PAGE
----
Jonathan van Bilsen's, PhotosNtravel

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Belgium: Brugge… what’s in a name?

by Jonathan van Bilsen – reprinted with permission from Focus Magazine –

Swans lazily float along one of Brugge's many canals

Swans lazily float along one of Brugge’s many canals

Most cities in Europe date back hundreds, if not thousands of years, making them quite picturesque and a sightseer’s paradise, especially to tourists from North America. One of my favourite cities in Europe, probably in the world, is the small Belgian town of Brugge (Bruges, if you are French).

Nestled about 20 km. from the ocean, in the North West corner of Belgium, Brugge is about an hours drive by car or train from Belgium’s capital of Brussels. The French capital of Paris is three hours to the south and Amsterdam is about two and a half hours north, making this hidden gem easily accessible by train or car.

The old city of Brugge, with a population of 20,000, is about twice the size of Port Perry (430 hectares) and was first settled approximately 2,000 years ago during the reign of Julius Caesar. Tourism is its main trade and consequently the city fathers go to great lengths to ensure the city is clean and safe.

Brugge is often referred to as the ‘Venice of the north’ or ‘Little Amsterdam’ because the city is made up of dozens of canals. In fact, boat traffic is the most common form of transportation. At one time Brugge was considered the economic capital of the world. The tourist part (the old city) is quite a ways from the sea, however, the actual limits of the entire city reaches to the ocean. With an overall population of 170,000 it is still a valuable asset to the Belgian economy.

Over the years silt buildup caused Brugge to lose its linkage to the sea, however, in the twelfth century a giant

The view from the Rozenhoedkaai is one of the most photographed buildings in Brugge

The view from the Rozenhoedkaai is one of the most photographed buildings in Brugge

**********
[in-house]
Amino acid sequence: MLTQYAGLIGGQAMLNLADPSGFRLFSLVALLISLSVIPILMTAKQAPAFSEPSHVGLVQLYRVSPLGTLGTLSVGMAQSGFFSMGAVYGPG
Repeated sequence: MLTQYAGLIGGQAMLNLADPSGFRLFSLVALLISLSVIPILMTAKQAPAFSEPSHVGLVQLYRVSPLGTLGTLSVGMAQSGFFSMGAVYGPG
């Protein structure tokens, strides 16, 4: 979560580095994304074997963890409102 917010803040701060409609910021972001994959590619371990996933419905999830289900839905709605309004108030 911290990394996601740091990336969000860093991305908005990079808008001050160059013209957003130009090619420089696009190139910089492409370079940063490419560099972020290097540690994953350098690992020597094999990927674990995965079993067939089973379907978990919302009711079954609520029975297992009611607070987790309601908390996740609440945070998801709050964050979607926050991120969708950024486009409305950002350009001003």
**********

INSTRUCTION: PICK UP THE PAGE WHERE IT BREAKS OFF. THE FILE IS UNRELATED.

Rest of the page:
storm opened up the area and a connection was once again established. Most of the canals in the city date back to this era, as do the majority of houses. It is not uncommon to stroll into a shop, located in a building that is over 800 years old.

The main tourist product for which Brugge is known is crochet work. From small doilies to tablecloths, the intricate, handmade craftsmanship is second to none. Many shops specialize in selling the locally made artistries and dozens of others have designated ‘linen’ sections within their store.

If you are driving, parking is available on the outskirts of the old city and be prepared to walk, for every corner you take will present a new postcard view. Of course boats are the preferred way of travel, but sidewalks are abundant so good combinations of both will make up your visit.

Brugge, like many small, picturesque villages, can be seen in a day. Two is nice if you are an avid shopper or photographer, but ideally a two night stay, arriving on the first day, sightseeing on the second and departing on the third is my recommendation.

I have been three times and twice have stayed in the town. The hotels tend to be tiny and archaic, but clean and quaint. Modern amenities like Wi-Fi and satellite television are not the reason one visits Brugge. Breakfasts, usually included with the room, are filling and often eliminate the need for lunch. Walking around for several hours though brings out an ice cream appetite in me, which will normally see me through to dinner. There is no shortage of quaint restaurants to choose from, all offering the finest in Dutch and Belgian beers and of course a vast selection of French and German wines.

The word Brugge is derived from the Dutch word for Bridge. The official language is Flemish, but Dutch and French are spoken equally. Of course, as in so many countries now, English is understood by everyone.

Many of the buildings in Brugge date back to the 12th and 13th century

Many of the buildings in Brugge date back to the 12th and 13th century

Flemish painting became all the rage in the fifteen hundreds and artists such as van Eyck and Memling made Brugge their home. King Richard III and Edward II of England fled there in exile and King Charles the second made Brugge home for himself and his court, also while in exile from England. The wool makers and weavers were considered the finest in the world and the lace embroiderers created products that were sought after from Italy to Scandinavia. Brugge’s entrepreneurial enterprise created new markets in a vastly changing world and the city was the site for the very first English book ever printed.

In 2002 Brugge was voted the European capital of culture, enticing more than two million visitors a year. The most famous attraction in the city is the thirteenth century belfry which houses 48 bells. The city still employs a full time carillonneur who gives numerous concerts throughout the day.

Brugge is the perfect city to visit if you are doing Europe at leisure. A day or two in Brussels or the south of Holland is a good starting point. The train will take you from Brugge to Paris in a comfortable, reliable fashion and you will have fond memories of one of the prettiest towns our world has to offer.

© Jonathan van Bilsen, 2015

 

 

 

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